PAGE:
An inquiry concerning the Honorable Ruth Neely
What's at stake
- The freedom to live according to one’s faith and to honor God in one’s work
- Preventing the government from driving people from public office because of their religious beliefs
- The freedom to communicate one’s religious beliefs about marriage without fear of government punishment
Judge Neely has served as the municipal judge in Pinedale, Wyoming, for over 21 years. In that position, she hears cases that involve traffic and parking violations, animal-control issues, and miscellaneous criminal misdemeanors like public intoxication and shoplifting. Judge Neely has no authority to solemnize marriages as a municipal judge.
Judge Neely has also served as a part-time circuit court magistrate for approximately 14 years. In that capacity, she has the authority to do things like administer oaths, issue subpoenas, conduct bond hearings, issue warrants, and solemnize marriages. Although Judge Neely “may perform the ceremony of marriage” as a magistrate, she has no legal obligation or duty to do so.
In December 2014, a reporter in Pinedale who suspected that Judge Neely’s religious beliefs prevented her from serving as a celebrant for same-sex marriages asked her whether she was “excited” to perform same-sex weddings. In response, Judge Neely stated that she believes that marriage is the union of one man and one woman, and therefore, she would be unable to perform same-sex weddings. A few days later, an article appeared in the Sublette Examiner quoting Judge Neely as saying that, because of her religious beliefs, she would “not be able to do” same-sex marriages and that she had not “been asked to perform” one.
In March 2015, the Wyoming Commission on Judicial Conduct and Ethics filed a complaint against her, alleging judicial misconduct and seeking her removal from both judicial positions. The commission claimed that by merely communicating her religious beliefs about marriage and her inability to serve as a celebrant for same-sex marriages, Judge Neely failed to follow the law and manifested bias and prejudice.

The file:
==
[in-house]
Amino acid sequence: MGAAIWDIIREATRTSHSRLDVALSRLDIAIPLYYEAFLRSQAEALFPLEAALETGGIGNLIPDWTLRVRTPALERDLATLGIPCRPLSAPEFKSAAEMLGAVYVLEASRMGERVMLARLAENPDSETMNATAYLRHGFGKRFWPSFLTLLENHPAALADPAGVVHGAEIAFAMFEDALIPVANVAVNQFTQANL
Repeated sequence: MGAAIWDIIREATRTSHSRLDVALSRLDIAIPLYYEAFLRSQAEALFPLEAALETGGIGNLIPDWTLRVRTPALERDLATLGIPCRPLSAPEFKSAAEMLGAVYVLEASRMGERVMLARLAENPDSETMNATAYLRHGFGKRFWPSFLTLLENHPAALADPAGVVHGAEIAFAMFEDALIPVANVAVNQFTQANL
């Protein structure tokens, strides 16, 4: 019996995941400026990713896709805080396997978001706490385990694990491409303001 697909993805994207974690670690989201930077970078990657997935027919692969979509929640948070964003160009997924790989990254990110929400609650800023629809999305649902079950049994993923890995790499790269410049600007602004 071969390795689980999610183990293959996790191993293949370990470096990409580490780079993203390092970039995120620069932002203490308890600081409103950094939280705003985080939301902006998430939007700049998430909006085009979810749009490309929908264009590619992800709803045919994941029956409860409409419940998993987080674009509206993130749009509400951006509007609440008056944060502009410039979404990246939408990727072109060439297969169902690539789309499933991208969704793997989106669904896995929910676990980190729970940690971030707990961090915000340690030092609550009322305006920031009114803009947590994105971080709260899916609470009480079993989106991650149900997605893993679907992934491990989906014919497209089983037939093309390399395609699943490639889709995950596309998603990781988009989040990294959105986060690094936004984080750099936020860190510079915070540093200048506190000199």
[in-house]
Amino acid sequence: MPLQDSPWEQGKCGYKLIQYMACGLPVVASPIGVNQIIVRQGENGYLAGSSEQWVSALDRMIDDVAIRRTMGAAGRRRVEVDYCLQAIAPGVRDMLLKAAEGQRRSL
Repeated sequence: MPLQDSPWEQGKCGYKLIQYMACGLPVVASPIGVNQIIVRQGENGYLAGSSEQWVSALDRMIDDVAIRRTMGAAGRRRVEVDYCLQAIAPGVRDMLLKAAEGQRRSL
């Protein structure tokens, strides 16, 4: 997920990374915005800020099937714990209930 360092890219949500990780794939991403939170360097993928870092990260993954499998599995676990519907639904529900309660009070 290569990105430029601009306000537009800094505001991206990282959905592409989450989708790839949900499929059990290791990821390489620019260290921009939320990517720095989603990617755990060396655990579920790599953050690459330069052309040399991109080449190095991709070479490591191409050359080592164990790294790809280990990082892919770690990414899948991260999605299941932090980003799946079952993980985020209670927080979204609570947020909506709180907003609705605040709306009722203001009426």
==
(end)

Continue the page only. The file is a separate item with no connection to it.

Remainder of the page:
The commission brought these charges even though Judge Neely has never been asked to solemnize a same-sex marriage, no law requires magistrates to serve as a celebrant for any marriage, magistrates may decline to perform weddings for a host of secular reasons, and Judge Neely has an unblemished record of integrity, impartiality, and scrupulous compliance with the law in her more than 21 years of judicial service.
In February 2016, the commission filed with the Wyoming Supreme Court a recommendation that Judge Neely be removed from office. The commission recommended that Judge Neely be removed not only from her position as a part-time circuit court magistrate, the position in which she may but need not perform weddings, but also from serving as a municipal judge, a job in which she is not even permitted to solemnize marriages.
In April 2016, Judge Neely filed a petition with the Wyoming Supreme Court objecting to the commission’s recommendation. She also filed a brief explaining that it would violate the United States and Wyoming Constitutions to remove her from office for stating her religious beliefs about marriage.
Our role in this case
Alliance Defending Freedom represents Judge Neely. We are defending her freedom to live consistent with her deeply held religious beliefs about marriage. It is a true honor and privilege to stand beside Judge Neely and defend her constitutional freedoms.